“Do you have AIR MILES?”

We’ve all had that question posed to us. You walk into a store, find what you need, and roll on over to the cash register to make your purchase. As you wait in line, you watch customer after customer fumbling through their wallets trying to find the ubiquitous card that everybody wants to have; the loyalty program card. And you know you’re going to have to dig into your wallet to get that extremely valuable 4 AIR MILES to add to your startling total of 362 AIR MILES, good enough to get you three packs of partially-used KFC wetnaps. It’s gotten to the point where we want one even if we don’t have any reason for it. I’ve signed up for loyalty program cards in Australia and New Zealand knowing full well that the odds of them being useful to me are about as likely as my needing the entire first season of Degrassi Junior High on Beta-max. Canadians, it seems, have a natural predisposition toward loyalty programs; fully 10 million of us are members of some sort of loyalty program, with the largest membership being that of AIR MILES, administered by Loyalty One. That represents 1/3 of Canadians with membership in the same club!

One of the growing trends in social media, according to Mashable.com, is the development of mobile applications that will take the place of the myriad of loyalty cards that currently prevent your wallet from closing. And now that I think about it, it’s kind of surprising that no one has come up with this before, particularly given that the number of apps keeps growing exponentially; Android, alone has added roughly 80,000 apps in a single year.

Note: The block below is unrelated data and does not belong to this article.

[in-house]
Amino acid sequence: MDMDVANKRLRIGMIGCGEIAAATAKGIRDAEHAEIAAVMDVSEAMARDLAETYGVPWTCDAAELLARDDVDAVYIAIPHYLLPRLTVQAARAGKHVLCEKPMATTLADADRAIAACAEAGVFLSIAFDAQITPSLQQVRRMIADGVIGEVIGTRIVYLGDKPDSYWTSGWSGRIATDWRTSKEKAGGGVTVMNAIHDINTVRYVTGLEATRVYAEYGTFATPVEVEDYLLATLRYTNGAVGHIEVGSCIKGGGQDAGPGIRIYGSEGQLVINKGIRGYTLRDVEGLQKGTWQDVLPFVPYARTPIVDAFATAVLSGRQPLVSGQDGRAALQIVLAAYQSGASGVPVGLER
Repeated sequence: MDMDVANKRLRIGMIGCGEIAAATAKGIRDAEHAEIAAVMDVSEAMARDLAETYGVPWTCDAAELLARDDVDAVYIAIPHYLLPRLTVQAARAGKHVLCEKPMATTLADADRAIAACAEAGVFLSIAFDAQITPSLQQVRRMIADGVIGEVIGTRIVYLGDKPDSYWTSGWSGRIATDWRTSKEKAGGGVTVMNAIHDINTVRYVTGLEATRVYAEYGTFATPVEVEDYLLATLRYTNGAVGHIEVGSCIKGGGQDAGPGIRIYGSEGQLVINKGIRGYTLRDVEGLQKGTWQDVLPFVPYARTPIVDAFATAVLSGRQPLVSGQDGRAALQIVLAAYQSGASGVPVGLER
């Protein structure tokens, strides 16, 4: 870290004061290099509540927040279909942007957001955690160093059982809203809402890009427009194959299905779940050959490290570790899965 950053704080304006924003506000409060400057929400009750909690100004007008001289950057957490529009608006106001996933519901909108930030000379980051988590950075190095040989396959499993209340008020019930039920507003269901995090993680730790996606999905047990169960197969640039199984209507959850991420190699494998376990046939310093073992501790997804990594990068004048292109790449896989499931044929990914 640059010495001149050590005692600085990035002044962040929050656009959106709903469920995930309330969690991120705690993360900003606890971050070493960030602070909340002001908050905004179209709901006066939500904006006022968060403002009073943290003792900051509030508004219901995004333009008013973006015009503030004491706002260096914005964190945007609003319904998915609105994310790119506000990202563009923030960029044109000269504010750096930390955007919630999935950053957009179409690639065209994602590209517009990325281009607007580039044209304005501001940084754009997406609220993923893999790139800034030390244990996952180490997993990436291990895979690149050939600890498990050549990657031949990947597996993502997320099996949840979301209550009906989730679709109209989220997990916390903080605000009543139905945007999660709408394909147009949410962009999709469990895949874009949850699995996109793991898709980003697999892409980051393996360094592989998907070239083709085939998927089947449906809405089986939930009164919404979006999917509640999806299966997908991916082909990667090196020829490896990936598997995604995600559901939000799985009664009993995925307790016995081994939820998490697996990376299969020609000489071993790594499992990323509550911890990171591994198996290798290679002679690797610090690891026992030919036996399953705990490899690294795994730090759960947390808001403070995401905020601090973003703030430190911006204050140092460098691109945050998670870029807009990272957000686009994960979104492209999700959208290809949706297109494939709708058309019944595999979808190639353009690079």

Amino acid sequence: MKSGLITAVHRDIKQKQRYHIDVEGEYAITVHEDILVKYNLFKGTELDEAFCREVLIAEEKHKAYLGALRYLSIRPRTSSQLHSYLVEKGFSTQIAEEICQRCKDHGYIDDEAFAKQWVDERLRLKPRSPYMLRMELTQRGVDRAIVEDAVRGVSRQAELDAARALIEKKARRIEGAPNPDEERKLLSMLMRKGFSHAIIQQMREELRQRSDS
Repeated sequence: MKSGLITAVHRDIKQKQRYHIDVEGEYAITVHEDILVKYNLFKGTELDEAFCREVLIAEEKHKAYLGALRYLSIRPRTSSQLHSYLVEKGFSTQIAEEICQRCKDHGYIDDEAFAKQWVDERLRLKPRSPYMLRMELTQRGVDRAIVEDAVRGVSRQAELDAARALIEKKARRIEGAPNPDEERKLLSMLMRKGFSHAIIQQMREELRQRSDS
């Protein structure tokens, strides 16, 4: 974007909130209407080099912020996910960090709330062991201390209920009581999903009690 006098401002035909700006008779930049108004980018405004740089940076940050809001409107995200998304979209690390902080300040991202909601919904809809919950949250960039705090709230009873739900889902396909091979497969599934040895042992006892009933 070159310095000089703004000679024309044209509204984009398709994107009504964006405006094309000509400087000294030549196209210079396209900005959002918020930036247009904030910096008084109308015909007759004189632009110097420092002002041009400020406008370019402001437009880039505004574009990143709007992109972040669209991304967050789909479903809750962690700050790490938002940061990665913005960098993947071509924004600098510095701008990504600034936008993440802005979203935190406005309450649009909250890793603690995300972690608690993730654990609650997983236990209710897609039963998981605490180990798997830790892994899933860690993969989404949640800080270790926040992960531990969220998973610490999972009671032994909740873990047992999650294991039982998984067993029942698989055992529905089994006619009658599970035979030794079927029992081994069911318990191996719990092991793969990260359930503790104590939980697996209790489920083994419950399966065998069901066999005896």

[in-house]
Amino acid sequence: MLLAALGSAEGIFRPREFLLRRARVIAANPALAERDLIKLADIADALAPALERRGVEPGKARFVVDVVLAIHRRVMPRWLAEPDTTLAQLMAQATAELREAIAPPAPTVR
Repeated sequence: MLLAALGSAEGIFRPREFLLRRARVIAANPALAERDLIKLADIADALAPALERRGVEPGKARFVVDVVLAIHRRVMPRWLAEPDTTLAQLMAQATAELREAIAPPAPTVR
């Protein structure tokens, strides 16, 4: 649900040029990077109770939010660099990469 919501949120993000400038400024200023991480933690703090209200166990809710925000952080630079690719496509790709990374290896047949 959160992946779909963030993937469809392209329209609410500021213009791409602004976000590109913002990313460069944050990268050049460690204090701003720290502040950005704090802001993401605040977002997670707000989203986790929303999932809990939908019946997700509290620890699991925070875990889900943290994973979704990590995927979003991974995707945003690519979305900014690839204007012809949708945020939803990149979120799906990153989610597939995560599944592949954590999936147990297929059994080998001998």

The other interesting aspect of this is that loyalty programs effectively give social media a monetary value; the ROI on social media, which has formerly been fairly complicated to understand for the uneducated, is now entirely measurable. The collection of points becomes an analytical tool representing the conversion rate that the specific media platform has generated. Tasti-D-Lite, a frozen dessert chain, has introduced a loyalty program through Twitter and Foursquare that represents a new angle on both loyalty programs and social media marketing campaigns.

What this means is that Canadian retailers have a couple of options in front of them. They can do what they have seem to have done in the past, which, in my opinion, is sit idly by and watch technology move ahead or they can embrace the coming tide and take advantage of our propensity for wanting to be part of something ‘bigger’. It’s nice to be part of a group; facebook has proven that. Canadians appear to get off on it more than most. Mobile apps could make loyalty programs even more appealing than they already appear to be to us. If collecting loyalty program points becomes even easier than it already is the number of participants in Canada could grow to truly absurd levels.

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